Starting a Business

Are you thinking of starting a small business? Then you need to be well prepared before starting, to ensure you are set up correctly, right from the start.

Logan City Council joined the Small Business Friendly Council’s program in September 2021, led by Queensland Small Business Commissioner. The signing of the Small Business Friendly Council charter reinforces the commitment of Council to supporting our Logan small businesses through collaborative advocacy, fast and fair assistance.

To help you decide if this is the right option for you, we recommend that you consider the advantages and disadvantages of starting a small business


Being your own boss

Financial independence

Creative freedom

Greater flexibility

Build your own team

Build your own branding


Not making a profit straight away

A lot of research

Issues with suppliers

Issues with competitors

Married to the business

May affect your family situation

Starting a business can be an exciting and rewarding experience, but it can also be overwhelming and daunting. That’s why the Logan Office of Economic Development (LOED) has created a checklist to help guide you through the process. Whether you’re just getting started or you’ve already made some progress, the checklist provides a step-by-step roadmap to help ensure you don’t miss any important steps.

How to start a small business

1. Planning

It is very important that you put some thought and planning into your business and how you will scale it. Think 3 and 5-year planning and how you will get there – here is a list of things to consider, to help you set yourself up for success and enable you to grow!

You have decided on a product or service you would like to offer – now research to establish whether your idea can be converted into a viable business. Google is your friend as is “Google Trends”.

Check out your competitors – how are they doing things? Can you do it better or differently? Have you identified your target audience? Is it financially viable? Do you need to start it as a side hustle? Or are you in a financial position to go full steam ahead? It’s important to put in the work now to answer these questions so you can move forward with confidence.

If you want to start, grow or manage your business effectively, you’ll need a business plan.

Learn how to develop a business plan with a business plan template to suit your planning needs to get started. The Business Plan Template will take you through the necessary elements you need to consider, before starting a business. It is a useful tool, to help determine whether you are prepared to start a business, and fundamentally put you on the right steps to success.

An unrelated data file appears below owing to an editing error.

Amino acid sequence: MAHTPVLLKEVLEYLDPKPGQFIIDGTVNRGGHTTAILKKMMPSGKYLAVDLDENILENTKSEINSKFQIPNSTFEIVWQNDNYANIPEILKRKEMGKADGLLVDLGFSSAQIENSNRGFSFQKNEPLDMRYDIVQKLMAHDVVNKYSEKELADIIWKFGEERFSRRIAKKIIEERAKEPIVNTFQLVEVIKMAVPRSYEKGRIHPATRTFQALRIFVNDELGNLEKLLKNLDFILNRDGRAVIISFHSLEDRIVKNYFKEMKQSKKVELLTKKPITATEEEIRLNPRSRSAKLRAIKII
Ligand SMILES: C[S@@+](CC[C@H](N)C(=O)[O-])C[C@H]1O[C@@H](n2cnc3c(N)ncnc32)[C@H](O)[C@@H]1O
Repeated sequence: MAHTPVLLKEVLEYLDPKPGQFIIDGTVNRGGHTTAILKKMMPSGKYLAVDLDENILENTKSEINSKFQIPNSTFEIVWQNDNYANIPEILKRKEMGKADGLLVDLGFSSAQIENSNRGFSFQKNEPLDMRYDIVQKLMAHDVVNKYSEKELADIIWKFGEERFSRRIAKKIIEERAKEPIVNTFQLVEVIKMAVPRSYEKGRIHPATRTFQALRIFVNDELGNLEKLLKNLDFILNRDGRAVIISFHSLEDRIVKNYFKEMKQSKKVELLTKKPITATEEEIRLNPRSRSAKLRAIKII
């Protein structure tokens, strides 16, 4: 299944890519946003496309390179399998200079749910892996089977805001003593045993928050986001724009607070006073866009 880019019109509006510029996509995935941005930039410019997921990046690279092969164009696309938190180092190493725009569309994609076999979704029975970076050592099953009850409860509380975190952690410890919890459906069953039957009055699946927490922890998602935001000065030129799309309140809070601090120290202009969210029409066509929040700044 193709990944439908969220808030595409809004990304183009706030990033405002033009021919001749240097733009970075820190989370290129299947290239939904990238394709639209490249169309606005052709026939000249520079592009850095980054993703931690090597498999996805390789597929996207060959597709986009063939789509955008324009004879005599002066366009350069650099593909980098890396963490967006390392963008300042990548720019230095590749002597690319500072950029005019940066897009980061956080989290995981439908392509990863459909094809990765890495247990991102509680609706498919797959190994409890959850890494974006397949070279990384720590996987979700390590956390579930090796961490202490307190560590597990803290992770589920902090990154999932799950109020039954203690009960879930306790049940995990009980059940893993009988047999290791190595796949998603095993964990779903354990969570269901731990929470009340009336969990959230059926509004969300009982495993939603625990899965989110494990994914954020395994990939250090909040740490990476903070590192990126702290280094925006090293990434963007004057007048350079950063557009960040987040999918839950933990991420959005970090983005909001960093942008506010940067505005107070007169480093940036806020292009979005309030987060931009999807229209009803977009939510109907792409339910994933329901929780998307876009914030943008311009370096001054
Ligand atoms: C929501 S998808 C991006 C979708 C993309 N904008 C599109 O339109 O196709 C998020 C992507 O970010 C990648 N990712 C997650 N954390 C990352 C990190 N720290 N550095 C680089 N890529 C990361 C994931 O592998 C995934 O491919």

2. Determine your legal business structure

A business can be legally structured in several ways. Choosing the best legal structure for your business is one of the first and most important decisions you need to make. You can change your legal structure as your business grows, changes or evolves.

This guide gives you general information about the advantages and disadvantages of the 4 most common business structures – sole trader, partnership, company and trust.

Read more about the pros and cons of the 4 main business structures in QLD

A sole trader is 1 individual who runs a business without partners or a company structure. This is the easiest and most inexpensive business structure. A sole trader has full control of the business, including ownership of all profits and responsibility for all debts.

Read about sole trader business structures.

A partnership is a relatively simple and inexpensive way to set up or structure a business. It involves 2 or more co-owners participating together in a business. A partnership also requires an intention to make and share profits and an understanding that these co-owners act on behalf of each other in business.

Read about partnership business structures.

A company is an entity that has separate legal obligations from its owners. This means if you start a company, as an owner, you’ll be a company director in a management and operations sense and a shareholder in a financial sense. A company’s legal status gives it the same rights as a person, which means that a company can incur debt, sue and be sued. All companies must be registered with the Australian Securities and Investments Commission (ASIC) and have significant set-up costs and ongoing fees.

Read about company business structures.

A Trust is a legal relationship where a Trustee (an individual or a company) carries on business for the benefit of other people (the beneficiaries).
Trusts can be expensive and complicated to set up – usually to protect the business assets for the beneficiaries. It is recommended you seek professional advice to support you through the process.

Read about trust business structures.

There are two types of NFPs. These are charities and other NFPs. Depending on the type of NFP, your organisation may be eligible for a range of tax concessions. Different types of NFP legal structures include –